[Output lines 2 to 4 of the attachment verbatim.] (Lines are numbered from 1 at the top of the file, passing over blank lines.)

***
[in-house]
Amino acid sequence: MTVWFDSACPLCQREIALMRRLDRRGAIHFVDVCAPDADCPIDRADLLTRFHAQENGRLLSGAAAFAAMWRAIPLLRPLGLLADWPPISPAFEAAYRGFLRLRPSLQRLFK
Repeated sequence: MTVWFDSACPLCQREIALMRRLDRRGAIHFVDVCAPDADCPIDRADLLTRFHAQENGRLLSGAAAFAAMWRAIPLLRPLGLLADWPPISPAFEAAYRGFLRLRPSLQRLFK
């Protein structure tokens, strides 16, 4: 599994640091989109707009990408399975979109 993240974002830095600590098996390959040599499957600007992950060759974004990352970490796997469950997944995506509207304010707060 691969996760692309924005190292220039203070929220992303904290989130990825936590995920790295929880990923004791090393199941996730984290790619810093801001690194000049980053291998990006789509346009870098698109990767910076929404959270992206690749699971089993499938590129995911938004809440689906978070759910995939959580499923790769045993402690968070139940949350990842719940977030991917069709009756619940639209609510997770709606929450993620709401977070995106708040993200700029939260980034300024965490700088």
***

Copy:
Amino acid sequence: MTVWFDSACPLCQREIALMRRLDRRGAIHFVDVCAPDADCPIDRADLLTRFHAQENGRLLSGAAAFAAMWRAIPLLRPLGLLADWPPISPAFEAAYRGFLRLRPSLQRLFK
Repeated sequence: MTVWFDSACPLCQREIALMRRLDRRGAIHFVDVCAPDADCPIDRADLLTRFHAQENGRLLSGAAAFAAMWRAIPLLRPLGLLADWPPISPAFEAAYRGFLRLRPSLQRLFK
């Protein structure tokens, strides 16, 4: 599994640091989109707009990408399975979109 993240974002830095600590098996390959040599499957600007992950060759974004990352970490796997469950997944995506509207304010707060 691969996760692309924005190292220039203070929220992303904290989130990825936590995920790295929880990923004791090393199941996730984290790619810093801001690194000049980053291998990006789509346009870098698109990767910076929404959270992206690749699971089993499938590129995911938004809440689906978070759910995939959580499923790769045993402690968070139940949350990842719940977030991917069709009756619940639209609510997770709606929450993620709401977070995106708040993200700029939260980034300024965490700088």